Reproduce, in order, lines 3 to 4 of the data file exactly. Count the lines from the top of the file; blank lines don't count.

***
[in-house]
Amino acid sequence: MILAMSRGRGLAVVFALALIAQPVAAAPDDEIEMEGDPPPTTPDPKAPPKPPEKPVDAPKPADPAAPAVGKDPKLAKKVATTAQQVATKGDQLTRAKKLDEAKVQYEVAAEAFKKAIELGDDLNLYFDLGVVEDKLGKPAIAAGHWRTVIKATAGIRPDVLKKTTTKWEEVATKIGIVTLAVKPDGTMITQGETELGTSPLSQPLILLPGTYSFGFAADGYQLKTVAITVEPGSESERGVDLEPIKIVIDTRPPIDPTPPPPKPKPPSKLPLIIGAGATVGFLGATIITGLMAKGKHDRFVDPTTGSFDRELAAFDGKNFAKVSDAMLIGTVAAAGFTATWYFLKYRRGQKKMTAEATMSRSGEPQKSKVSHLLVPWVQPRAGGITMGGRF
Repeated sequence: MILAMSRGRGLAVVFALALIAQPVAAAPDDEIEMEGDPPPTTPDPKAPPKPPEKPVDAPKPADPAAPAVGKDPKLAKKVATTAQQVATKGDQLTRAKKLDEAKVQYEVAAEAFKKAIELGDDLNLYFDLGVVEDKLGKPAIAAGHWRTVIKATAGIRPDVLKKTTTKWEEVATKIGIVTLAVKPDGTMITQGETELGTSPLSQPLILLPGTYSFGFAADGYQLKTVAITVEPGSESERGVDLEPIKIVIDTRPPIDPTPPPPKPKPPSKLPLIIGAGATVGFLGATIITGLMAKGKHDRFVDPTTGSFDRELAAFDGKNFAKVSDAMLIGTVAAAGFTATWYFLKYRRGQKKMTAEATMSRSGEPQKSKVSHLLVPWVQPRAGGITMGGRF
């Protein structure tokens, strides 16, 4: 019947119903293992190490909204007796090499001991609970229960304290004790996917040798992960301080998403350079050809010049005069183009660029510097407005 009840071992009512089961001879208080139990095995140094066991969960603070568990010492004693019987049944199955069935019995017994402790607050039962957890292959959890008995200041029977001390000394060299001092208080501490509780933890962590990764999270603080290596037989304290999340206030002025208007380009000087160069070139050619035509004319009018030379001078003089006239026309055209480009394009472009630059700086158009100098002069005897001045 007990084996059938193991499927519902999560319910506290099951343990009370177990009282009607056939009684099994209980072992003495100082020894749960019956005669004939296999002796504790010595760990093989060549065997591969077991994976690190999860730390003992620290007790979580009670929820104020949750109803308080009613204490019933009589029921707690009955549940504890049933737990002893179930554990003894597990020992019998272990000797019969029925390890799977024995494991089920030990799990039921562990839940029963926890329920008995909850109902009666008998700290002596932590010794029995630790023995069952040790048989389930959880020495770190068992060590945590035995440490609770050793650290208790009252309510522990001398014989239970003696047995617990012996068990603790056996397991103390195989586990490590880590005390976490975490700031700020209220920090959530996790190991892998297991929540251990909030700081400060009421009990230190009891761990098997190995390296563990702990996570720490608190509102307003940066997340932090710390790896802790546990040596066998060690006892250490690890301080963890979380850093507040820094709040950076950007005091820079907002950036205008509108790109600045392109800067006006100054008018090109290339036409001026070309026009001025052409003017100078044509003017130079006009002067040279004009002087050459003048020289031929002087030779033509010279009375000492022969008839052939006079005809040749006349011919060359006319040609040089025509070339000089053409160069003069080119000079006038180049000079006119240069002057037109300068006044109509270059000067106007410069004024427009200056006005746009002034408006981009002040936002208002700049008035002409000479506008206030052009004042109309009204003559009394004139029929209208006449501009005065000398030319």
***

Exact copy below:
Repeated sequence: MILAMSRGRGLAVVFALALIAQPVAAAPDDEIEMEGDPPPTTPDPKAPPKPPEKPVDAPKPADPAAPAVGKDPKLAKKVATTAQQVATKGDQLTRAKKLDEAKVQYEVAAEAFKKAIELGDDLNLYFDLGVVEDKLGKPAIAAGHWRTVIKATAGIRPDVLKKTTTKWEEVATKIGIVTLAVKPDGTMITQGETELGTSPLSQPLILLPGTYSFGFAADGYQLKTVAITVEPGSESERGVDLEPIKIVIDTRPPIDPTPPPPKPKPPSKLPLIIGAGATVGFLGATIITGLMAKGKHDRFVDPTTGSFDRELAAFDGKNFAKVSDAMLIGTVAAAGFTATWYFLKYRRGQKKMTAEATMSRSGEPQKSKVSHLLVPWVQPRAGGITMGGRF
């Protein structure tokens, strides 16, 4: 019947119903293992190490909204007796090499001991609970229960304290004790996917040798992960301080998403350079050809010049005069183009660029510097407005 009840071992009512089961001879208080139990095995140094066991969960603070568990010492004693019987049944199955069935019995017994402790607050039962957890292959959890008995200041029977001390000394060299001092208080501490509780933890962590990764999270603080290596037989304290999340206030002025208007380009000087160069070139050619035509004319009018030379001078003089006239026309055209480009394009472009630059700086158009100098002069005897001045 007990084996059938193991499927519902999560319910506290099951343990009370177990009282009607056939009684099994209980072992003495100082020894749960019956005669004939296999002796504790010595760990093989060549065997591969077991994976690190999860730390003992620290007790979580009670929820104020949750109803308080009613204490019933009589029921707690009955549940504890049933737990002893179930554990003894597990020992019998272990000797019969029925390890799977024995494991089920030990799990039921562990839940029963926890329920008995909850109902009666008998700290002596932590010794029995630790023995069952040790048989389930959880020495770190068992060590945590035995440490609770050793650290208790009252309510522990001398014989239970003696047995617990012996068990603790056996397991103390195989586990490590880590005390976490975490700031700020209220920090959530996790190991892998297991929540251990909030700081400060009421009990230190009891761990098997190995390296563990702990996570720490608190509102307003940066997340932090710390790896802790546990040596066998060690006892250490690890301080963890979380850093507040820094709040950076950007005091820079907002950036205008509108790109600045392109800067006006100054008018090109290339036409001026070309026009001025052409003017100078044509003017130079006009002067040279004009002087050459003048020289031929002087030779033509010279009375000492022969008839052939006079005809040749006349011919060359006319040609040089025509070339000089053409160069003069080119000079006038180049000079006119240069002057037109300068006044109509270059000067106007410069004024427009200056006005746009002034408006981009002040936002208002700049008035002409000479506008206030052009004042109309009204003559009394004139029929209208006449501009005065000398030319």